Imatges de pÓgina

it will not, however, be amiss, to relate what is said concerning Herodotus, Cœlius, after Plato and Cicero, in the third book of his Offices. This Gyges, after a great flood, passed into a very deep cavity in the earth, where having found in the belly of a brazen horse, with a large aperture in it, a human body of enormous size, he pulled from off one of the fingers a ring of surprising virtue; for the stone on the collet rendered him who wore it invisible, when the collet was turned towards the palm of the hand, so that the party could see, without being seen, all manner of persons and things. Gyges, having made trial of its efficacy, bethought himself that it would be a means for ascending the throne of Lydia, and for gaining the Queen by it. He succeeded in his designs, having killed Candaules, her husband. The dead body this ring belonged to was that of an ancient Brahman, who, in his time, was chief of that sect.

The rings of the ancients often served for seals. Alexander the Great, after the death and defeat of Darius, used his ring for sealing the letters he sent into Asia, and his own for those he sent to Europe. It is customary in Rome for the bridegroom to send the bride, before marriage, a ring of iron, without either stone or collet, to denote how lasting their union ought to be, and the frugality they were to observe together; but luxury herein soon gained ground, and there was a necessity for moderating it. Caius Marius did not wear one of gold till his third consulship; and Tiberius, as Suetonius says, made some regulations in the authority of wearing rings; for, besides the liberty of birth, he required a considerable revenue, both on the father and grandfather's side.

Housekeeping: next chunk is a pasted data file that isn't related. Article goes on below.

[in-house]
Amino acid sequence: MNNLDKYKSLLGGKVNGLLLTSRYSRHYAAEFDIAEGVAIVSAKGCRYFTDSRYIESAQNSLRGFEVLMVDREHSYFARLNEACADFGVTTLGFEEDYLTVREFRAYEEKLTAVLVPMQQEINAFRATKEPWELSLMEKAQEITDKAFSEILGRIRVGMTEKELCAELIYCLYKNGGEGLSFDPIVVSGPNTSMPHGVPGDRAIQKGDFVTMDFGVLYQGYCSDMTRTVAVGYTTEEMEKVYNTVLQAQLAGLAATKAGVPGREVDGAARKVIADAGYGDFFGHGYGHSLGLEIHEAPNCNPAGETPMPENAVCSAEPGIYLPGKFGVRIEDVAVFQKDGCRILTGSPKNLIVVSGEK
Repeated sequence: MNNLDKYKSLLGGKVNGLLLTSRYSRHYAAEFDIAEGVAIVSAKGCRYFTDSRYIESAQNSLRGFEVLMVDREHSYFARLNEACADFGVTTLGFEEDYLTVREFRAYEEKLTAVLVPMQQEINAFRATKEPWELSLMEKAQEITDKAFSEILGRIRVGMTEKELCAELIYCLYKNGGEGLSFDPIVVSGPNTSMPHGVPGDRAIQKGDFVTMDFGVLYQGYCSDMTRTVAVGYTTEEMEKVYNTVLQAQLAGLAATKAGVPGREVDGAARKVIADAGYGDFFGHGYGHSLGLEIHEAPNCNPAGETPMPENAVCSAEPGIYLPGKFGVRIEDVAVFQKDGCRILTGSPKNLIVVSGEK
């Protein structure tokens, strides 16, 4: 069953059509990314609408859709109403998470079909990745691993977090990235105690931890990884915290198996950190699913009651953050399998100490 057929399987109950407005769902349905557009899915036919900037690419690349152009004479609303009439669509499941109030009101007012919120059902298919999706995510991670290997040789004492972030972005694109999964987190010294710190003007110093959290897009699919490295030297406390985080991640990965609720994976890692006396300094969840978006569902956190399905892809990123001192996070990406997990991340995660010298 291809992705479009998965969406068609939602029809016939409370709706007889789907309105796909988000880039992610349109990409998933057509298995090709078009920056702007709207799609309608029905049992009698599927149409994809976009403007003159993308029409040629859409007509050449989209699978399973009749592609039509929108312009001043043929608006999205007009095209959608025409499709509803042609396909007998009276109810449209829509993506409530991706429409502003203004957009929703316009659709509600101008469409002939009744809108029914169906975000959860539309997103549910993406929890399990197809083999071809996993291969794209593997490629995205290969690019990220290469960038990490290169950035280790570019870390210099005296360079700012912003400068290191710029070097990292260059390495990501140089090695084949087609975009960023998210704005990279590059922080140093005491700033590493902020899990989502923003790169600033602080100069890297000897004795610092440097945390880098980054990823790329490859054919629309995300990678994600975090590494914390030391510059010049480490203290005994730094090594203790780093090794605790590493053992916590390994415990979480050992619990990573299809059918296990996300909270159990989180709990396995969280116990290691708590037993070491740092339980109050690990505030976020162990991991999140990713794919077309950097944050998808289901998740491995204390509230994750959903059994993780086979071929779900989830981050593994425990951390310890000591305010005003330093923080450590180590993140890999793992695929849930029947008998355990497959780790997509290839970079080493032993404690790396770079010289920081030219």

In a Polyglot dictionary, published in the year 1625, by John Minshew, our attention was attracted by the following observations, under the article “RING FINGER.” -Vetus versiculus singulis digitis Annulum trebuens Miles. Mercator. Stultus. Maritus. Amator. Pollici adscribitur Militi, seu Doctor. Mercatorem á pollice secundum, stultorum, tertium. Nuptorum vel studiosorum quartum. Amatorum ultimum.”

By which it appears, that the fingers on which annuli were anciently worn were directed by the calling, or peculiarity of the party. Were it

A soldier, or doctor, to him was assigned the thumb.
A sailor, the finger next the thumb.

A fool, the middle finger.

A married or diligent person, the fourth or ring finger.
A lover, the last or little finger.

The medicinal or curative power of rings are numerous and, as a matter of course, founded on imaginary qualities. Thus the wedding ring rubbing upon that little abscess called the stye, which is frequently seen on the tarsi of the eyes, is said to remove it. Certain rings are worn as' talismans, either on the fingers or suspended from the neck; the efficacy of which may be referred to the effects usually produced by these charms.

[ocr errors]
[blocks in formation]

ASTROLOGERS, among other artifices, have used their best endeavours, and employed all the rules of their art, to render those years of our age, which they call climacterics, dangerous and formidable.